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“My future is not in your hands.”
Sometimes there are no happy endings. In exchange for money, Zahra (name changed), in Iraq, was wed to a cousin when she was 13, then became a mother at 14. “I was left with a husband and child while I was one myself.” She suffered domestic abuse, then her husband divorced her, taking their three children. She hasn’t seen them in years. “Early marriage,” she says, “is rape with official papers.”
Image courtesy of Un Ponte Per
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Even if they are not knights in shining armor, men and boys can still stand up for girls. After enrolling in a life skills programme, then-13-year-old Iqbal pleaded with his parents not to marry off his 15-year-old sister in Cox’s Bazar, Bangladesh. “Child marriage,” he says, “is a curse for boys and girls.” And in Egypt, Father Mekarios is helping the community abandon female genital mutilation.
© UNFPA Bangladesh/Plan International Bangladesh/Nazmul Hasan, © Luca Zordan for UNFPA
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"A girl is not yours to give away."
Some little girls dream of their wedding day – not of marrying against their will. In collaboration with UNFPA, Ireland-based designer Natalie B. Coleman created a wedding dress depicting the female reproductive system, accented with red petals that symbolize the horrors of female genital mutilation and child marriage. It highlights “the urgency of promoting women's and girls' right to agency over their bodies,” she says.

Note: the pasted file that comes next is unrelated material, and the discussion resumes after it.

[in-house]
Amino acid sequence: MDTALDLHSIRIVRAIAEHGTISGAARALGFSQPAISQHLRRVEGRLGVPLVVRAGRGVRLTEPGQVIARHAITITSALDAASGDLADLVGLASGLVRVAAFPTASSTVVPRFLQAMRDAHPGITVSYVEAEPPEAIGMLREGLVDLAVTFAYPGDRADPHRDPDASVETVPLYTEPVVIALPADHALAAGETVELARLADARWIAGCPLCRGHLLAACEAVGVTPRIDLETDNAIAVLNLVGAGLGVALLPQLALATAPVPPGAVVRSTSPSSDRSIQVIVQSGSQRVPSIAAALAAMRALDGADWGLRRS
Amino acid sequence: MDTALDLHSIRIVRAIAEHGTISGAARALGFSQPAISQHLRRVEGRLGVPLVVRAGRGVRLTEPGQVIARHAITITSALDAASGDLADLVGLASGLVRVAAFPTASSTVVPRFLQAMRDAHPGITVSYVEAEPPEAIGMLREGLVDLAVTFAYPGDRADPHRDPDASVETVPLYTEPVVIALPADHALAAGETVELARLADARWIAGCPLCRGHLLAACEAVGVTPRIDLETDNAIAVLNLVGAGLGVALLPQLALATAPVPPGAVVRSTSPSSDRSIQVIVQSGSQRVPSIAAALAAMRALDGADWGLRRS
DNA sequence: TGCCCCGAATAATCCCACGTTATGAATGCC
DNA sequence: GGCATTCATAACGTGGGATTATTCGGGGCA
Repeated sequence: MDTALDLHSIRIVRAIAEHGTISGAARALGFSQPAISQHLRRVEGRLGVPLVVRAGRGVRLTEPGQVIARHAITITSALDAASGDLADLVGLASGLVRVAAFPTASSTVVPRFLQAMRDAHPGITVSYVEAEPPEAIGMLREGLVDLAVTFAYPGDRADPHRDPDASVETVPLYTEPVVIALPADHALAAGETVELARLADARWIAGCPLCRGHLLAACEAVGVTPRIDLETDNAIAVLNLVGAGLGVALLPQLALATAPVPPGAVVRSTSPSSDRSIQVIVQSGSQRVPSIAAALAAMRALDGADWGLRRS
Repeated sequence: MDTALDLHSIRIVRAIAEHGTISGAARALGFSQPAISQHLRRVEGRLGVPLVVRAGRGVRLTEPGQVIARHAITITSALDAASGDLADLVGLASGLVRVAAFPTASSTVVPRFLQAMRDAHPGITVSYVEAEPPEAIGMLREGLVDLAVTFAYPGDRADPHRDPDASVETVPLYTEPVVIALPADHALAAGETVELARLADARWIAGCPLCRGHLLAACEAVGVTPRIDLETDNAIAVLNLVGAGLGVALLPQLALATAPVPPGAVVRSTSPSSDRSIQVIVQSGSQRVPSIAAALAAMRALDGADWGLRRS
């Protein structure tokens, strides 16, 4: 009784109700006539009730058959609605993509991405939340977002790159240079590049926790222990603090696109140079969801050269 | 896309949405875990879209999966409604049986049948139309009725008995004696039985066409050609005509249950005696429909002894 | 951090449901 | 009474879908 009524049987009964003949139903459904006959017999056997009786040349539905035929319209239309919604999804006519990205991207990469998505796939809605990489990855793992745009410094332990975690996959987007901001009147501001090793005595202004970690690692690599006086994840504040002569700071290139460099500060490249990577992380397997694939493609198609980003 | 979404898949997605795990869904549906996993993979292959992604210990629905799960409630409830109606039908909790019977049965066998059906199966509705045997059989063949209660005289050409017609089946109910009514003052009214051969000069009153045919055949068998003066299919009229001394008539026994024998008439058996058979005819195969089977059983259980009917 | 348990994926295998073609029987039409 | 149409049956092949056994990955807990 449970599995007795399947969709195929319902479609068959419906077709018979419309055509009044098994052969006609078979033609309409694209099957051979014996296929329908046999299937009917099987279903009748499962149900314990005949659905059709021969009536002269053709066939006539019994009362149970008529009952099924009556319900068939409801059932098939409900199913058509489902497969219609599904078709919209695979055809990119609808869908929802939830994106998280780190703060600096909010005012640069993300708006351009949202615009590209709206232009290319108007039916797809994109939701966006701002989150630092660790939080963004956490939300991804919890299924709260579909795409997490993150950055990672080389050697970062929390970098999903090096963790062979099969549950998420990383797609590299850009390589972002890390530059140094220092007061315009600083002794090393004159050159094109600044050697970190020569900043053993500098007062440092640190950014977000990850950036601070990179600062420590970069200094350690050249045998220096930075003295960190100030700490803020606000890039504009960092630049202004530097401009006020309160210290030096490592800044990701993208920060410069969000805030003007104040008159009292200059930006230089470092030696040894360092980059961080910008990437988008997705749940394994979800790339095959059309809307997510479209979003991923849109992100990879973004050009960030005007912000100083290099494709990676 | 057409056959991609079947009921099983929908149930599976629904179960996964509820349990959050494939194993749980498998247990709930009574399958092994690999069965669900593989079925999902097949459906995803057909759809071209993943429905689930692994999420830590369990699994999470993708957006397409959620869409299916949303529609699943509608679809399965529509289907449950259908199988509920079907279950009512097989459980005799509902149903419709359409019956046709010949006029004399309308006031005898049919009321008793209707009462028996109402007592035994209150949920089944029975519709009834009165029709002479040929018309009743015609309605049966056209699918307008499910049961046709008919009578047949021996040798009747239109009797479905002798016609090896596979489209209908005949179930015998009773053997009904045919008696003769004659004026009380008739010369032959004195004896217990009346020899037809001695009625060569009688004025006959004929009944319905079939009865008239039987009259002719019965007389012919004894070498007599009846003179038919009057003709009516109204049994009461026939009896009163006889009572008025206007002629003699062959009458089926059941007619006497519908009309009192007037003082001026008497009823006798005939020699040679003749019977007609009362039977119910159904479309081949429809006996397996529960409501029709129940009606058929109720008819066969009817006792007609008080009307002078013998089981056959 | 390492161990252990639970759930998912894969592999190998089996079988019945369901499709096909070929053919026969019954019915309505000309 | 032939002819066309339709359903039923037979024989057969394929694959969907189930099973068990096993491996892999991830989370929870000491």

© Photographer: Mario Bertieri, Darkroom: Moderne Lab Stylist: Aisling Farinella
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“Not yours to deny education.”
Concern over these issues is growing. Globally, more 200 million girls and women have experienced female genital mutilation, and 1 in 5 girls is married by age 18. Bindu, in Nepal, was married off at age 17. Today, she is an elected leader and a strong opponent of child marriage.
© UNFPA Nepal/Santosh Chhetri
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COVID-19 is making things worse. Some 11 million girls are at high risk of never returning to school, increasing their vulnerability to both harmful practices. The UNFPA and UNICEF joint programmes to eliminate female genital mutilation and end child marriage are calling for leaders to urgently protect and empower girls. Pictured: A tool for performing female genital mutilation in Kenya. Dowry items for a child marriage in Nepal. A child bride’s makeup in Afghanistan.
Cutting tool © UNFPA/Luis Tato; dowry items © UNFPA Nepal/Santosh Chhetri; makeup © UNFPA Afghanistan
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Still, there is reason to hope these harmful practices will go from "once upon a time" to "never again." Around the world, girls are demanding their own happy endings: ones where they can grow up, get an education and choose their own futures. Pictured: In Sarajevo, two former child brides, who say they want more for their daughters. Girls in the Dominican Republic, where child marriage has just been banned.
© UNFPA BiH/Imrana Kapetanovic, © UNFPA Dominican Republic/Dania Batista